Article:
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Unread postAuthor: benstern » Tue Apr 17, 2007 5:27 pm

Hybrids differ from normal combustions in that they don't need the friction from the ammo to hold the gases in until the proper pressure. They have a burst disk that does that.

golf balls are actually becoming a quite common ammo.
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Unread postAuthor: jimmy101 » Wed Apr 18, 2007 10:42 am

Benstein: Yes, I know hybrids don't respond to friction the same way a standard combustion does. The point is that friction is different between a spud and a golfball. The optimal CB for a hybrid firing a spud is not necisarily the same as for a golfball (which has much lower friction).

With a spud you have to have some friction just to ensure that the spud actually seals the barrel reasonably well.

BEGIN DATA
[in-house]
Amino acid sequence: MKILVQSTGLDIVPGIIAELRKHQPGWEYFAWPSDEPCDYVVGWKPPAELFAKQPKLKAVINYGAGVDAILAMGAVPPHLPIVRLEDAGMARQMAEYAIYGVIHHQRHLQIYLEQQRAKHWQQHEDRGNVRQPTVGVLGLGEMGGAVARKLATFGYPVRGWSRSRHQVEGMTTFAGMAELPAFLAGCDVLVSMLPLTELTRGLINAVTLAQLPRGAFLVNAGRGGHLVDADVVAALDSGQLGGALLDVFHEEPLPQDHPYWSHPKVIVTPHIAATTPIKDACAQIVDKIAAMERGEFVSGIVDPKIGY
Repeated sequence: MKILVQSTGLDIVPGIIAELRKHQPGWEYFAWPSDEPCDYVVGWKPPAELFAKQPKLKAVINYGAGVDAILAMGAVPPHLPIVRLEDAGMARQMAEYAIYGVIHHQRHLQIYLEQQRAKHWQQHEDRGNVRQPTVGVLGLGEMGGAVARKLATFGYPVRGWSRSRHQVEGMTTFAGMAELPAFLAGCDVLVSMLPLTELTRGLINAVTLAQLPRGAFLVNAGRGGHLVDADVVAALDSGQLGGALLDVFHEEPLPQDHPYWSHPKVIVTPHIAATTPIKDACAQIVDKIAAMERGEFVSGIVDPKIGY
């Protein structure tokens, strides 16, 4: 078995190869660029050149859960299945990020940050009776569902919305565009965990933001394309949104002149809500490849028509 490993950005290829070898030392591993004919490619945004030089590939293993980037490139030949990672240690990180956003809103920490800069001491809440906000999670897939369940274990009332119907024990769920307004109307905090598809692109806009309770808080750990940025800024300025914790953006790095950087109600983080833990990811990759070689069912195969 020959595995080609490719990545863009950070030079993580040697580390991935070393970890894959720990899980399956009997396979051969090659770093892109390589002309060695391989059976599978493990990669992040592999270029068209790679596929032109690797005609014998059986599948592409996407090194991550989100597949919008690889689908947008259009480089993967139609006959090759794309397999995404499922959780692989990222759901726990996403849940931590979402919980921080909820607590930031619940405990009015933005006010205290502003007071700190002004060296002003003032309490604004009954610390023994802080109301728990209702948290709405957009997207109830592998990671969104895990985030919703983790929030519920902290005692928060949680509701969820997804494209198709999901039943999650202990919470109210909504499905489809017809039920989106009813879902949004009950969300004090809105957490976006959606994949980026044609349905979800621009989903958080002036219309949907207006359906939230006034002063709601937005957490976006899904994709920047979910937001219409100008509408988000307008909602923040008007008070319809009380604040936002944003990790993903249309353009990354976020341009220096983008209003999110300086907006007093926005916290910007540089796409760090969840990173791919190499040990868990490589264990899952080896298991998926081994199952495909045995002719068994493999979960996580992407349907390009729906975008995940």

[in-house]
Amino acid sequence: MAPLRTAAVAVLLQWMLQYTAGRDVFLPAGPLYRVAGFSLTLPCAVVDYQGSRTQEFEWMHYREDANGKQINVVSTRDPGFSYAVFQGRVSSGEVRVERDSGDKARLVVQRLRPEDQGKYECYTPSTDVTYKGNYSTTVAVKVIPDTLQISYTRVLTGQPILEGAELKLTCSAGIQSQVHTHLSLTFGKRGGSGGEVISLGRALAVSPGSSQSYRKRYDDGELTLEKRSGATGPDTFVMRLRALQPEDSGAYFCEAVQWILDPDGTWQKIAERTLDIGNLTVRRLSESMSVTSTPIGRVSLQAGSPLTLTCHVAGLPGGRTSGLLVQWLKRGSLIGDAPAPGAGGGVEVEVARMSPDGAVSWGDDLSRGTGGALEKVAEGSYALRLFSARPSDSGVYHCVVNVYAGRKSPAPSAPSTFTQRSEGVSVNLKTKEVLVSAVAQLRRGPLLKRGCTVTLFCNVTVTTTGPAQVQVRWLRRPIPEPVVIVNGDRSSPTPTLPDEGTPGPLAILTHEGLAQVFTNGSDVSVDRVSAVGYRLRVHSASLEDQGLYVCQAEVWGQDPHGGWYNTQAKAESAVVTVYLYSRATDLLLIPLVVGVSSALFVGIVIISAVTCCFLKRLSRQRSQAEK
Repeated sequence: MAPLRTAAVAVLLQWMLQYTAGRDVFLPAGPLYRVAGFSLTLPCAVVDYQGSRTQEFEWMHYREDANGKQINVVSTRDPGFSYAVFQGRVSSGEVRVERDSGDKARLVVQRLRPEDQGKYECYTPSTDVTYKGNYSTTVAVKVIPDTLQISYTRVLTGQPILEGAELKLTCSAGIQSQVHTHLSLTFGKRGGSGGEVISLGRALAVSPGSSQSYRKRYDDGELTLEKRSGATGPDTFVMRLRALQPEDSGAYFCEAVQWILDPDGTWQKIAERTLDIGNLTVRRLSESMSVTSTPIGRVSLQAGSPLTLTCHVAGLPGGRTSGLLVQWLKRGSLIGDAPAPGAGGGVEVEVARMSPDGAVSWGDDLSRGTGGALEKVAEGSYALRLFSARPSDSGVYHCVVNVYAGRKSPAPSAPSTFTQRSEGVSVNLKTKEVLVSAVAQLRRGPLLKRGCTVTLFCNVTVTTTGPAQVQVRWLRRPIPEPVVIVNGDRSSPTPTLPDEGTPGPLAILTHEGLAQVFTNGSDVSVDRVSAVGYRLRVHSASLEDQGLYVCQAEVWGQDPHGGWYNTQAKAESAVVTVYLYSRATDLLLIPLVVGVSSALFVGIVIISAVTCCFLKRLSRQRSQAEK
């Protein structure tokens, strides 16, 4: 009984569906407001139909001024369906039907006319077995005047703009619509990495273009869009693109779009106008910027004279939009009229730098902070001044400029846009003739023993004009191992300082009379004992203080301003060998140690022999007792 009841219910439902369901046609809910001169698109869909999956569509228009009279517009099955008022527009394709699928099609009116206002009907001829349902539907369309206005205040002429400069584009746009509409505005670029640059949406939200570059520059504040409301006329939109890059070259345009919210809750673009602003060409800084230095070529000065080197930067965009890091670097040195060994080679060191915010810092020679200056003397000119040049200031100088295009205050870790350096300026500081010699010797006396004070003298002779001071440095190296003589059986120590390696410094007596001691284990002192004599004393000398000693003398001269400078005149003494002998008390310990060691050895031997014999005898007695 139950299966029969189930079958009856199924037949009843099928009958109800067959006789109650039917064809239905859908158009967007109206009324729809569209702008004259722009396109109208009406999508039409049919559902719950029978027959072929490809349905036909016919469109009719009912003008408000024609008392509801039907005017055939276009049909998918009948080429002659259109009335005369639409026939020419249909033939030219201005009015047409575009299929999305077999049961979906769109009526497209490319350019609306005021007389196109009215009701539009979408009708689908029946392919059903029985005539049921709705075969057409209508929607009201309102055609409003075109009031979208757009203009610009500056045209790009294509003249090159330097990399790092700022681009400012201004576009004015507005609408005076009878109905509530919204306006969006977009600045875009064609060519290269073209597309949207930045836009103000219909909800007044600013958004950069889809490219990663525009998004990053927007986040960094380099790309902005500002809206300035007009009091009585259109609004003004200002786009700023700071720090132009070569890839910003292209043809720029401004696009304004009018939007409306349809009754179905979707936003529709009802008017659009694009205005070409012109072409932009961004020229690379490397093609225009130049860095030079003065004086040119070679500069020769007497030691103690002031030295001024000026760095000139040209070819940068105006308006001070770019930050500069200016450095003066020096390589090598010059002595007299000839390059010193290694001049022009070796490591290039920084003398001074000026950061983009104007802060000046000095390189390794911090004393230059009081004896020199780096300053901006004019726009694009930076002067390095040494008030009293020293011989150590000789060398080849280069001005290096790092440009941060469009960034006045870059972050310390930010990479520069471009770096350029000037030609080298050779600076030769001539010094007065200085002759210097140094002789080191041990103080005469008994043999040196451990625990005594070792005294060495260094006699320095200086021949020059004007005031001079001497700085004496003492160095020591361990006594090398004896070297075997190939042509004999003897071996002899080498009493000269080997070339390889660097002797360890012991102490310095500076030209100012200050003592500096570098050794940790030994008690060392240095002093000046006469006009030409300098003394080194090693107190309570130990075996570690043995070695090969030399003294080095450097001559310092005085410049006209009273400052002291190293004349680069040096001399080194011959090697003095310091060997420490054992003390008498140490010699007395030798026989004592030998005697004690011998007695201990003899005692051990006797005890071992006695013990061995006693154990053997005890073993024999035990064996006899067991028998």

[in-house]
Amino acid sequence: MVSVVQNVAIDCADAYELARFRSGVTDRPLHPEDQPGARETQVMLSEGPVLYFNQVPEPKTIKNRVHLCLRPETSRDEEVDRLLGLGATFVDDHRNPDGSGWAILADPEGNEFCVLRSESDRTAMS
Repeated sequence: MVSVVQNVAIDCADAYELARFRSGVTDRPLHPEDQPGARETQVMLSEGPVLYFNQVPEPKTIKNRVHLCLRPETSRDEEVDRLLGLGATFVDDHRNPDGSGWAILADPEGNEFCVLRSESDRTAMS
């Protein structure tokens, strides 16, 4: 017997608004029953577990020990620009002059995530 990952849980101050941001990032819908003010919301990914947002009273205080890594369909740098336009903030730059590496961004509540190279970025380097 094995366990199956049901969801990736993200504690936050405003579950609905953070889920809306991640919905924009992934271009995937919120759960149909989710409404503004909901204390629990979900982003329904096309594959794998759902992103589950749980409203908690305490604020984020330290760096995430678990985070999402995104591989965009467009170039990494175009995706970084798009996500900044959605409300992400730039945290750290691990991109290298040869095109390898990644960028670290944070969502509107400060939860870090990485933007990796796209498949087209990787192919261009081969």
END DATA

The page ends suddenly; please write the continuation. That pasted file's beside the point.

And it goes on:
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Unread postAuthor: benstern » Wed Apr 18, 2007 5:01 pm

So what you are saying is that Latke's C:B ratio tests only pertain to potato projectiles? If so, there is way more testing to be done.
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Unread postAuthor: jimmy101 » Thu Apr 19, 2007 10:54 am

Actually, Latke's CB tests only pertain to taters and his custom gasket slug, and his choice of chamber diameter and volume, barrel diameter, fuel, number of spark gaps, ...

Yes, there is a lot more testing to do. Heck, Latke's data is just about the only reliable data available on combustion guns.
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Unread postAuthor: AmYisroelChai » Thu Apr 19, 2007 12:39 pm

I am in for $5 as well. The money will be transferred upon the full funds being raised.

Is there any reliable C:B ratio for Pneumatics? Or is it bassically 1.2:1?

Thanks